Andrie Introduces ATB-unit for Asphalt Trade on Great Lakes

The newest articulated tug-barge unit on the Great Lakes has been put into service by Michigan-based Andrie Inc.

As part of a contract with BP Products North America, Andrie arranged for construction of a 50,000-barrel heated asphalt barge and renovated one of its own tugs to complete the unit which is slated to begin work in time for this summer’s construction season.

The 360-foot oil barge, Endeavour, was constructed at Jeffboat LLC of Jeffersonville, Ind., while the tugboat Karen Andrie was converted to ATB capability and renovated at local shipyards including Erie Shipyard and Great Lakes Shipyard in Cleveland. Tug and barge are connected by the JAK coupler system provided by Beacon Finland Ltd. of Finland.

Although this is the first ATB unit to be built and owned by Andrie, the company has gathered experience with other ATB units for a number of years since it operates two large dry-bulk ATBs on the Lakes for Lafarge North America.

“We wanted to use the Karen for this project and we felt that the JAK system was the best fit for that particular tug,†said Mike Caliendo, vice president of Andrie’s transportation group. “It is relatively light compared to some of the other options out there, and when you are retro-fitting that is often an important criteria — how much weight are you going to add to an existing vessel that wasn’t designed for that purpose.â€

Andrie is a family-owned company based in Muskegon, Mich.

The company’s new barge can carry about 8,000 tons of heated asphalt or 51,000 barrels of petroleum products. It has a beam of 60 feet and depth of 24 feet. Heating equipment aboard the barge can maintain a cargo temperature of 290° F, according to Andrie.

Perhaps the most unusual feature of the barge is its 27-foot deep stern notch with socket plates on the sides of the notch to match pins that can project out from the sides of the tug. Endeavour is possibly the largest deep-water barge ever built by Jeffboat, which has built more than 12,000 barges in its history.

With too much draft for a delivery up the Mississippi to the Great Lakes, the barge was towed south to the Gulf of Mexico where she was picked up by an ocean-going tug for the long trip up the eastern seaboard and up the St. Lawrence River to the lakes.

The 360-foot barge, Endeavor, is launched this past spring at Jeffboat LLC, Jeffersonville, indiana. The new barge and the retrofitted tug are outfitted with the JAK coupler system. They will transport heated asphalt cargoes on the Great Lakes and beyond.

The tug Karen Andrie is a 120-foot deep-water tug with 3,600 hp from a pair of newly installed eight-cylinder 710-series EMD diesels. The new engines were matched with the tug’s existing pair of Falk reduction gears, which were also refurbished as part of the repower. The tug also was fitted with a new pilothouse with all new controls and electronics, new engine exhaust system, new engine cooling system and numerous other improvements while being prepared for its new career at Great Lakes Shipyard.

The 44-year-old tug is propelled by three-bladed 120-inch stainless steel propellers. The tug’s towing winch was removed as part of the refit, as it would not likely get much use with an articulated tug barge combination.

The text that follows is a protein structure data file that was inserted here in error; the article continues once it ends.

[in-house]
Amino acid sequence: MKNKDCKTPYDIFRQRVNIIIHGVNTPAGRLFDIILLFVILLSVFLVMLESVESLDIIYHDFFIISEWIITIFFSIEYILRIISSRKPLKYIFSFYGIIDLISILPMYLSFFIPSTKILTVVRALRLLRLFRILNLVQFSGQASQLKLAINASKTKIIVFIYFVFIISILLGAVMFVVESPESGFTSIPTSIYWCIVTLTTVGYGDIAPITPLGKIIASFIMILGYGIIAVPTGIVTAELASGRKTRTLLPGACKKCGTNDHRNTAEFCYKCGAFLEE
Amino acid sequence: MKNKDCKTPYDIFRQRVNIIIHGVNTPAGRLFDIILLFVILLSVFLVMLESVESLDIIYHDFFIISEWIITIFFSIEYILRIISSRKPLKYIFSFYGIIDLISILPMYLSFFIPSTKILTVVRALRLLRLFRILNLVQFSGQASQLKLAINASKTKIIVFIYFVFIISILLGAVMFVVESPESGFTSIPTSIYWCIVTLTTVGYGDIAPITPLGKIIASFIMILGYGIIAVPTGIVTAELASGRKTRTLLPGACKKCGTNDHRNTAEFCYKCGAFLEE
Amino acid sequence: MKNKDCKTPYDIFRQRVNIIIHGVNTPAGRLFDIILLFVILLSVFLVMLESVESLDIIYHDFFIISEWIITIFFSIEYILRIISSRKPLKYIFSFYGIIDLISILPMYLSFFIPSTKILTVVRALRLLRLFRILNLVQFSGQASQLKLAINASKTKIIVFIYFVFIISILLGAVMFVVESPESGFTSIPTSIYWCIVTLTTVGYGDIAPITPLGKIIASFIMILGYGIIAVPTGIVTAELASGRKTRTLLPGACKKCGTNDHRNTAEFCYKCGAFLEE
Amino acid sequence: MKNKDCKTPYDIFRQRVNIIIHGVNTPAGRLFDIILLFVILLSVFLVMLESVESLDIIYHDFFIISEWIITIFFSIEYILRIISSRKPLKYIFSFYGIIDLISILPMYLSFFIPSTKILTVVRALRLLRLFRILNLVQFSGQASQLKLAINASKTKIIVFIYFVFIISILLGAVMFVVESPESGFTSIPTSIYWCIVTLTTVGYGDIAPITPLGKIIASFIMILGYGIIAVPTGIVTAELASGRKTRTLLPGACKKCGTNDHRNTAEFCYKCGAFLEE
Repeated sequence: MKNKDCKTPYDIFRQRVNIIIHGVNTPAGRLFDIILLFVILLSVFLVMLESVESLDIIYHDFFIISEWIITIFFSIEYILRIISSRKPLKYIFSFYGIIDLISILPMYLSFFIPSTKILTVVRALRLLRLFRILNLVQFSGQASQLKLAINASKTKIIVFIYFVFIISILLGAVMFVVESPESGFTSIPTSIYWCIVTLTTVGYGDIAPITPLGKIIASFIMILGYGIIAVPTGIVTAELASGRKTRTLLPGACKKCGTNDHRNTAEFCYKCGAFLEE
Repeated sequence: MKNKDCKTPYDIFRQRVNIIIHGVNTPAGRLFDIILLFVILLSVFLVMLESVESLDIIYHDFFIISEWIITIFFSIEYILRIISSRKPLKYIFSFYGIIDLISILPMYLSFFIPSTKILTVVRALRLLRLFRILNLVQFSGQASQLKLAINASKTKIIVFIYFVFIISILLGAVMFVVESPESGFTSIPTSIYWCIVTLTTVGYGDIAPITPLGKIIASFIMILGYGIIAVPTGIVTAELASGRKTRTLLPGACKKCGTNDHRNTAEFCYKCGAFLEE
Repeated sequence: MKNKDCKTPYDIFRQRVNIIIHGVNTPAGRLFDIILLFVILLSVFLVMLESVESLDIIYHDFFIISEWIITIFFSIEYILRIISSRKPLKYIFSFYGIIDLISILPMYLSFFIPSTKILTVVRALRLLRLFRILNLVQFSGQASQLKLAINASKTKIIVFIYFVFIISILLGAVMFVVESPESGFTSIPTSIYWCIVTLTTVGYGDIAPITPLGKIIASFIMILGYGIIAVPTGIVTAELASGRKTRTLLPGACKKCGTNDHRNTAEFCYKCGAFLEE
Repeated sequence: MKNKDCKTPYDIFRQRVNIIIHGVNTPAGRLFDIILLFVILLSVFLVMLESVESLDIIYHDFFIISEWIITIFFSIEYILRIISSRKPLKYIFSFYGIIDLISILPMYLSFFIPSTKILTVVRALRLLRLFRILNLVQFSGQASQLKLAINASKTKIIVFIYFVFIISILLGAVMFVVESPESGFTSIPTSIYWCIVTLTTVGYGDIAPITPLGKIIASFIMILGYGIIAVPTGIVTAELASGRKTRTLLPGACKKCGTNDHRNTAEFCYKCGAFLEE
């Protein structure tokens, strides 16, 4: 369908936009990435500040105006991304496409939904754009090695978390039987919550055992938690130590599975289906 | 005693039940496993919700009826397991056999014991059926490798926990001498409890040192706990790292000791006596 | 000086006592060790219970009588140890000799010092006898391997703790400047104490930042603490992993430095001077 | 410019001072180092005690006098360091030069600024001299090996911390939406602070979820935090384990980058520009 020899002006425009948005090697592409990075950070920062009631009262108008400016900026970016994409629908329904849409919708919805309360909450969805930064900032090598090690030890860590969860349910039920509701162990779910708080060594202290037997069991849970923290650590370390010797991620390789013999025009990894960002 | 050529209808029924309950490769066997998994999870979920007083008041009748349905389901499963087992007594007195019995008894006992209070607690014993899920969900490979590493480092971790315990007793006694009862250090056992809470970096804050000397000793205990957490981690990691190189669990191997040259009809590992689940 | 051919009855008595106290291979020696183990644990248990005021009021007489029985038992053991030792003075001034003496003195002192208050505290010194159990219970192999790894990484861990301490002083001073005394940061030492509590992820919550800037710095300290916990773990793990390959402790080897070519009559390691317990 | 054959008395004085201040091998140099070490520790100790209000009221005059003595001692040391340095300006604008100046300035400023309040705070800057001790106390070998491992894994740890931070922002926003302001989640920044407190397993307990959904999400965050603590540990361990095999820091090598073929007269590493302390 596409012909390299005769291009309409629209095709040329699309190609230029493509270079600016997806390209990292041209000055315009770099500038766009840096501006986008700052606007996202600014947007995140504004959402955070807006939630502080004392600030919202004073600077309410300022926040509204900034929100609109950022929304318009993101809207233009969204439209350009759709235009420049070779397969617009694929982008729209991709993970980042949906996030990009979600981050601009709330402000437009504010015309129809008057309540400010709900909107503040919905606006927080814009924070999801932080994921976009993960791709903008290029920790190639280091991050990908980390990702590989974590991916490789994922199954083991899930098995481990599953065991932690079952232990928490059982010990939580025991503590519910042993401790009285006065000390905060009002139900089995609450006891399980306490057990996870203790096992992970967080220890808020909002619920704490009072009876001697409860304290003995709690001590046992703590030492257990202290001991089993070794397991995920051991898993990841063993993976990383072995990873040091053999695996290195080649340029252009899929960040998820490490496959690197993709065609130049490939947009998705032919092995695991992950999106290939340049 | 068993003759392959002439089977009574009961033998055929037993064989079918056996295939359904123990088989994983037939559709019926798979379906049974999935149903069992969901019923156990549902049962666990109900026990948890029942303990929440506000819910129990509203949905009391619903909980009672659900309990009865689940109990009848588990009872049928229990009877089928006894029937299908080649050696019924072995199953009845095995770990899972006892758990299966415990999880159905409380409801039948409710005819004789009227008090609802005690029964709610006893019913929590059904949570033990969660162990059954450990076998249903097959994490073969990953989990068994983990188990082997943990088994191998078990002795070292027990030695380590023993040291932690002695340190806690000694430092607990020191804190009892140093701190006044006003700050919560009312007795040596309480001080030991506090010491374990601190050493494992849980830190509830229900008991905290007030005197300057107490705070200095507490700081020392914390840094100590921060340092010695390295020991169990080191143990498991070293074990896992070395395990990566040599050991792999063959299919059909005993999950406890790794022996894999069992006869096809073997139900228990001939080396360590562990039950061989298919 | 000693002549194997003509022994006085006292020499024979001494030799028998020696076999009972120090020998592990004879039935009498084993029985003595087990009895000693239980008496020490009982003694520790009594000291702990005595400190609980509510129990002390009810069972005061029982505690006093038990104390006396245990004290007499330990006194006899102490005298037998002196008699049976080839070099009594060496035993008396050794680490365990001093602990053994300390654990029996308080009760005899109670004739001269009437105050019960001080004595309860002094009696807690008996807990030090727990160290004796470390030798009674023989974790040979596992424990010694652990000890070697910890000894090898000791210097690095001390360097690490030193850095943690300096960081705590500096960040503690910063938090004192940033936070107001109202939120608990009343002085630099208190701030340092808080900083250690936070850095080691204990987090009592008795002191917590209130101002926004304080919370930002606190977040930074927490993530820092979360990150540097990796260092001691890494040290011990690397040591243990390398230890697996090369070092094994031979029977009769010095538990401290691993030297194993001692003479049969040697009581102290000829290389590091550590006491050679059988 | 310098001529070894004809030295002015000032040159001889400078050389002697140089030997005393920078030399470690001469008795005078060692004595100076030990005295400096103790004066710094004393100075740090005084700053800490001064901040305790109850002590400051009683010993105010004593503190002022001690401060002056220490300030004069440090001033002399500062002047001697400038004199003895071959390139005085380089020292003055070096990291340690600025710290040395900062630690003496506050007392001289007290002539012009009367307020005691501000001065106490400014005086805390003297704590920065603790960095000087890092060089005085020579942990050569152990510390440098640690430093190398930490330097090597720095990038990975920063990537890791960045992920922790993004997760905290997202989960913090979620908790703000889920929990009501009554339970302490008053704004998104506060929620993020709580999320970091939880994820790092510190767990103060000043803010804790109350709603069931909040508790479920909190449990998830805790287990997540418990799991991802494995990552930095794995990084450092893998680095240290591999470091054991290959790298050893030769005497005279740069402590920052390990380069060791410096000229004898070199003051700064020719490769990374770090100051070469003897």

The tug gets auxiliary power from a pair of John Deere diesels with Spectrum 135-kW generators. She carries 62,000 gallons of diesel fuel.

Andrie Inc. purchased the tug in 1993 from TECO Transport of Tampa, Fla.

The two captains aboard Karen Andrie are Ken Haines and Brian Andonov, according to the company.

“The tug is 44 years old, but she’s been in fresh water here on the lakes for the past 16 years and she was very well maintained when we purchased her from TECO,†said Caliendo.

The barge Endeavour is well equipped for her contracted work carrying asphalt and other petroleum products on the Great Lakes.

Newly refurbished Karen Andrie gets an assist from a sistership at Great Lakes Shipyard in Cleveland where much of her conversion work was carried out. The tug also underwent conversion work for the JAK coupler system at Erie Shipyard.

On deck she carries four Markey mooring winches, and two Markey anchor winches — one on the bow for a 5,000-pound Danforth anchor and another on the stern for a 2,500-pound stockless anchor. The barge is also fitted with a 500-hp OmniThruster electric waterjet bow thruster powered by a Cummins diesel-generator. On deck, a crane with 5-ton capacity and 60-foot extension handles the cargo hoses. Cummins diesels also power cargo pumps and provide electricity for general hotel needs of the barge.

The barge has been constructed to ice-strengthened specifications and is capable of year-round operation on the Lakes and elsewhere.

Endeavour’s heating system, according to Andrie, is capable of not only maintaining a desired cargo temperature, but also elevating the cargo temperature — not so easily done when you are dealing with 50,000 barrels of product. Delivering product at higher temperatures allows the recipient to immediately sell the product, said Stan Andrie, president of the marine division. In seasons of high demand, that is a strategic advantage in the asphalt industry, he added.

The company said when its new barge is not being used by BP, she will be available for movement of heated oil products on the Lakes for other Andrie clients.

By Professional Mariner Staff